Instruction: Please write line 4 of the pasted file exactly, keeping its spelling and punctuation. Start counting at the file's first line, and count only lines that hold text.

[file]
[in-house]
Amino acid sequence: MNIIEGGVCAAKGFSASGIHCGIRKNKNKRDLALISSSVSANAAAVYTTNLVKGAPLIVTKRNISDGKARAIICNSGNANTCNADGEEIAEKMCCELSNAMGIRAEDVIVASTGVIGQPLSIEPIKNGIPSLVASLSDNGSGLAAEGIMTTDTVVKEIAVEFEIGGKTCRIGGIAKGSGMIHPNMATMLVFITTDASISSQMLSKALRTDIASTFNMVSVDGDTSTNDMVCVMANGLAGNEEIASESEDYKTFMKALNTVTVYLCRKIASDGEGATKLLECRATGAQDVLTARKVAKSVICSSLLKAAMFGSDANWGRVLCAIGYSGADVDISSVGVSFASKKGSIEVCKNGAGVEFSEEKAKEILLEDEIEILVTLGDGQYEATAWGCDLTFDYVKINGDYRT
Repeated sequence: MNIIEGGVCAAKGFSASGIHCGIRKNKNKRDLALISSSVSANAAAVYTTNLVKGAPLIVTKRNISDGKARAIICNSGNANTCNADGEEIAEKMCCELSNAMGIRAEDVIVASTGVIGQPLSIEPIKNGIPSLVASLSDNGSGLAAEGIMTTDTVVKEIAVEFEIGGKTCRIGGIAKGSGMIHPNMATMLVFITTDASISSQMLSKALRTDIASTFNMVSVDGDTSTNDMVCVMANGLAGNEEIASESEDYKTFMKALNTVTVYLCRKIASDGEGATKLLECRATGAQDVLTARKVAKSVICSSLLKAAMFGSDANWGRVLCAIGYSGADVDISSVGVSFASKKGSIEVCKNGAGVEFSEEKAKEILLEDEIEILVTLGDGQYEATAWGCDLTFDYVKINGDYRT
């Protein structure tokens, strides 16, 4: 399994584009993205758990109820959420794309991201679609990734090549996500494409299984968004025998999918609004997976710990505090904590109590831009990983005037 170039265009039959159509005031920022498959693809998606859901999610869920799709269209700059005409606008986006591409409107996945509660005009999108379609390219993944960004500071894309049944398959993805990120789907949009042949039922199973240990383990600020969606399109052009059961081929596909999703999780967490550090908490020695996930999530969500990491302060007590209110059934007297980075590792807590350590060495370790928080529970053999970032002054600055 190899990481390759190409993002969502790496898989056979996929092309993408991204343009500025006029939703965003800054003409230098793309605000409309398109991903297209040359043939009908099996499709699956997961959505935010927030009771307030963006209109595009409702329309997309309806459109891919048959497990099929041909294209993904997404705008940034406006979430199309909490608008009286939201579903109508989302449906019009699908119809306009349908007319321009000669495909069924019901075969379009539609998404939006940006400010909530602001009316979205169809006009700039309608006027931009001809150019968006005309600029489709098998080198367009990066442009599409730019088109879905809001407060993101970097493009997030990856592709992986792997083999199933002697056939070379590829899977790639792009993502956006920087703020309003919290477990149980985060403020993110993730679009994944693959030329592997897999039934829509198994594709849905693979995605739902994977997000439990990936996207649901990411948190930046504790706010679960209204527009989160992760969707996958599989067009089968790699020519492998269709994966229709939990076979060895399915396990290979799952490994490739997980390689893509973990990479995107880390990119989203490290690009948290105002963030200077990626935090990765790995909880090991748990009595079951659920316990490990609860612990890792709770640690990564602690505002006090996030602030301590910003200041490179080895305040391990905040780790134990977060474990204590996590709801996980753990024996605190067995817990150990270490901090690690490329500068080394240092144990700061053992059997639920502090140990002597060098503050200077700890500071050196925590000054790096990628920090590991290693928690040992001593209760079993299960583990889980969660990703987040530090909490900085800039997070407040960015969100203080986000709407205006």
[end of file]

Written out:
């Protein structure tokens, strides 16, 4: 399994584009993205758990109820959420794309991201679609990734090549996500494409299984968004025998999918609004997976710990505090904590109590831009990983005037 170039265009039959159509005031920022498959693809998606859901999610869920799709269209700059005409606008986006591409409107996945509660005009999108379609390219993944960004500071894309049944398959993805990120789907949009042949039922199973240990383990600020969606399109052009059961081929596909999703999780967490550090908490020695996930999530969500990491302060007590209110059934007297980075590792807590350590060495370790928080529970053999970032002054600055 190899990481390759190409993002969502790496898989056979996929092309993408991204343009500025006029939703965003800054003409230098793309605000409309398109991903297209040359043939009908099996499709699956997961959505935010927030009771307030963006209109595009409702329309997309309806459109891919048959497990099929041909294209993904997404705008940034406006979430199309909490608008009286939201579903109508989302449906019009699908119809306009349908007319321009000669495909069924019901075969379009539609998404939006940006400010909530602001009316979205169809006009700039309608006027931009001809150019968006005309600029489709098998080198367009990066442009599409730019088109879905809001407060993101970097493009997030990856592709992986792997083999199933002697056939070379590829899977790639792009993502956006920087703020309003919290477990149980985060403020993110993730679009994944693959030329592997897999039934829509198994594709849905693979995605739902994977997000439990990936996207649901990411948190930046504790706010679960209204527009989160992760969707996958599989067009089968790699020519492998269709994966229709939990076979060895399915396990290979799952490994490739997980390689893509973990990479995107880390990119989203490290690009948290105002963030200077990626935090990765790995909880090991748990009595079951659920316990490990609860612990890792709770640690990564602690505002006090996030602030301590910003200041490179080895305040391990905040780790134990977060474990204590996590709801996980753990024996605190067995817990150990270490901090690690490329500068080394240092144990700061053992059997639920502090140990002597060098503050200077700890500071050196925590000054790096990628920090590991290693928690040992001593209760079993299960583990889980969660990703987040530090909490900085800039997070407040960015969100203080986000709407205006």